I think that spirit of openness helped to quiet some of those inner voices of doubt and made it really hard to think of anything other than the investment and forward motion of the text. But I know a few years ago when we started I was like, “I can’t visualize it. I can’t imagine it.” And there were so many conversations that were led by Jenna that were like, “Oh, we’re gonna get it done, and if there is an issue, let’s get to the bottom of the issue.”
I think for us in our partnership, as friends, collaborators, and as fans of each other separately from this project, it was really important to consistently come with a level of vulnerability that I think is essential and key to starting a business with one of your best friends and having that be in any way successful. [Laughs]
What did some of those initial conversations look like? Because this actually started as a bit of a smaller idea and has since blossomed into what I’ve been calling a museum in book form. How did you get to the magnum opus we have now?
KD: There were a lot of moving image files. It really looked like a Tumblr before it looked like a book. I think so much about our “B*tch Better Have My Money” budgetary spreadsheet that we started a million years ago. It was really fun from the beginning, and I think we slowly circled ourselves into what we wanted the project to fully be in its final iteration.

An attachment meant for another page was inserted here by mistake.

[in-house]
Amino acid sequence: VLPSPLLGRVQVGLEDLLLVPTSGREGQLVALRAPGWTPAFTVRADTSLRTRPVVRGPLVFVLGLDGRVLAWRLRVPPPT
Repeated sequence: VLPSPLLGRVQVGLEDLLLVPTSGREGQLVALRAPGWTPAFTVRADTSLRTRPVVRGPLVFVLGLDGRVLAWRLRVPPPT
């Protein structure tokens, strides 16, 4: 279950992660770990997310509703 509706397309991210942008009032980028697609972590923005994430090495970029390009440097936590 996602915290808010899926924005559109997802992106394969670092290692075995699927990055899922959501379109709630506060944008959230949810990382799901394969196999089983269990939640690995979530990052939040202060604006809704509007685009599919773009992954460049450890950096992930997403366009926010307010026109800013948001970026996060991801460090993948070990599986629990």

JW: We had a lot of trust from One World, too. In hindsight, there were so many meetings when we had nothing to show and we were just like, “Oh trust us, it’s coming along!” And [publisher and editor-in-chief] Chris Jackson was just like, “Great!”
It was really terrifying. We were ready for the creative part and the visionary part. We were not ready for all the paperwork, we were not ready for the constant feeling of being on call for five years more or less, but we had a lot of trust from the publishers. I think that allowed us to trust in our own vision, and I think the book itself was such a process of stepping into my own agency and trusting my own instinct as a creative thinker and somebody who does pay attention to culture.
Random, but I’m a really big nerd and Futurama fan, so when I first heard the name Black Futures, I envisioned myself in a spaceship traveling through time. In many ways, this book does take you on a trip through time within the context of Black culture’s past, present, and future. Was that the inspiration behind the title?
KD: I think what is really beautiful about the title, which Jenna came up with, is that it’s a multiple. My future is different than Jenna’s future, than your future. There’s this initial understanding that it’s [representative of] all of us. In the construction of the book, yes there’s definitely nods to Afrofuturism as a concept, but more broadly, it’s really that understanding that we will continue to exist, and that’s my favorite principle of Afrofuturism in general because there is such an understanding that there is a potential for violence and erasure and discounting of our contributions to culture.
The title is really a hope and understanding that we all have a potential for a future and they’re all multiplicitous.I think having finished the book now, it’s really important when both Jenna and I continue to drive this home, that it is everyone’s duty and everyone has the opportunity and hopefully the capacity to build what they imagine to be their Black future. It’s really this kind of invitation project.